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Thursday, October 27, 2005

Understanding the Other Side

After frequenting a number of religious conservative sites (such as BrothersJudd) and non-religious liberal sites (such as Left2Right), I've come to the conclusion that the religious people have a very good understanding of non-religious people and their associated ideology, but many non-religious people are utterly clueless about the religious and how they think. Indeed, it often seems that non-religious people simply assume that religious people are morons because they believe things without much, or even any, empirical evidence. As a result, the non-religious frequently underestimate and misunderstand the religious.

Though I'm personally agnostic when it comes to religion, I'm definitely not anti-religious and have come to respect the worldview of the religious. The purpose of this post is to begin characterizing my interpretation of that worldview in order to identify the basis of the asymmetry of understanding mentioned above.

Let's say you believe in a deity that has created the universe, the earth, life, and so forth. It would follow that this deity is pretty powerful. Indeed, so powerful as to have been able to create and recreate whatever historical evidence has been observed.

While it's inherently circular logic, if one believes in such a deity, the most rational explanation for the state of the world and its historical context is that the deity created it that way. Why did this Creator do things like create fossils that seem to be hundreds of millions of years old and erase any sign of the Flood? Who knows, He has His reasons, perhaps He was testing our faith. Whatever. Keep in mind that circular logic is always inherently self-consistent. Just like tautologies are always true. Therefore, if you believe in a Creator style deity, it's perfectly rational to conclude that the Creator created the universe, the Earth, and life.

"But", you say, not believing in this Creator, "there's no evidence that He exists or did any of this creating." Well, that depends on what one counts as evidence, but it's immaterial (so to speak). The belief in this Creator cannot be proven to be False. And your assumptions about Deep Reality, whatever they are, cannot be proven to be True. In other words, you don't really know how this observable reality came to be, what causes it to continue to be, and when it started either.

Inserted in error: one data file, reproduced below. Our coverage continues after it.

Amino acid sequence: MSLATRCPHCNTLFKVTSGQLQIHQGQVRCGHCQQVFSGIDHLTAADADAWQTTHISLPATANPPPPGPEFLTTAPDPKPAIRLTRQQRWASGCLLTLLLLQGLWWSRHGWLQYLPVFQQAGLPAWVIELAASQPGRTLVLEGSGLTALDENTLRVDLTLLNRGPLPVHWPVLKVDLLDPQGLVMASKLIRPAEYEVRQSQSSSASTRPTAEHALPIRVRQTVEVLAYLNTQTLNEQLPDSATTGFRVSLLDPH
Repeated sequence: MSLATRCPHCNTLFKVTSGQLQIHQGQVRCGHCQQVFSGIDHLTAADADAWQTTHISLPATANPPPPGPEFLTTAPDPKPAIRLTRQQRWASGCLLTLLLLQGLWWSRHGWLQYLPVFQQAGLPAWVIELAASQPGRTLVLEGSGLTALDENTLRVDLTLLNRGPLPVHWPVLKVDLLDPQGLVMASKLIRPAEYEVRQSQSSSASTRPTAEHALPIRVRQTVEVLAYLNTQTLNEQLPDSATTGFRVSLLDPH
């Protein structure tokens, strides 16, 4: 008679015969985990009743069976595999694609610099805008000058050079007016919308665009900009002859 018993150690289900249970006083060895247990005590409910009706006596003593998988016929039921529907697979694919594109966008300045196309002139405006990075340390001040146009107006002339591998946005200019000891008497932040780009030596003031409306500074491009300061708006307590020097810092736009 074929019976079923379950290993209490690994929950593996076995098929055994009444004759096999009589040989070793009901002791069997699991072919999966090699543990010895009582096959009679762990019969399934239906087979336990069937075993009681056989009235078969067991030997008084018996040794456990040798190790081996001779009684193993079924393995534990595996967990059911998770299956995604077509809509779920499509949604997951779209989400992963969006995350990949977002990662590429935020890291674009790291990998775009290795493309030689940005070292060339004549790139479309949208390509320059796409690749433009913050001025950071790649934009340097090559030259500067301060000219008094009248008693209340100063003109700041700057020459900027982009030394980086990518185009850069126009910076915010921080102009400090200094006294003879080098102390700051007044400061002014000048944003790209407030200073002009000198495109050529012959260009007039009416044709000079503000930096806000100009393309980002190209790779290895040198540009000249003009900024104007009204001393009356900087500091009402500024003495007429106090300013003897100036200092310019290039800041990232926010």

"But", you say, "I consider only observable reality, not Deep Reality or supernatural forces, and thus my worldview is more rational and valid." Rationality is sometimes a good thing, but rationality that builds on flawed assumption can be downright evil. Marx was perfectly rational, for example, but the logical outcome of his thinking caused an awful lot of misery and death. But more importantly, everybody has no choice but to consider things beyond observable reality. Everything has a historical context, without which, it has no meaning. Nobody alive directly observed anything before 150 years ago and nobody ever observed and recorded anything that was prehistoric. You believe in Evolution and Common Descent? Fine, but that belief requires faith that the past, which wasn't observed by anyone, has been correctly deduced by the high priests of archeology.

"But", you say, "that's the only explanation for the plethora of lifeforms that exist." Well, no, it's not. Creationism and Intelligent Design are two immediate examples that come to mind. They may well be wrong, but they are still explanations. I also like the "Matrix" example, where we're all part of some computer simulation, version 5.2, which was just rebooted yesterday (in our time). In fact, there are an infinite number of non-proveable and non-disproveable explanations for why the world and life exist. Because they can be neither proven (with certainty) nor disproven, they require faith, just like you have faith in Evolution and Common Descent.

"But", you say, "Common Descent via Evolution is the only explanation for the plethora of lifeforms that doesn't rely on supernatural explanations." Certainly not true again. If we sat down and spent a lot of time and effort, we could come up with an alternate, but likely substantially more complicated theory that explains the plethora of lifeforms. It may well require resorting to superempirical explanations, but not supernatural explanations.

The asymmetry in understanding between the religious and non-religious comes from the fact that religious people know that they have faith in the unprovable and accept that while many non-religious people have faith in the belief that they are not relying on having faith in unprovable beliefs.

All existence and human perception starts with superempirical or supernatural assumptions. The religious understand that and many religious people perceive and understand the contortions that many non-religious people go through in order to convince themselves that they don't rely on superempirical assumptions. Because those non-religious people are so busy with their contortions they don't notice the religious people on the sideline staring at them and laughing.

Category: cat_religion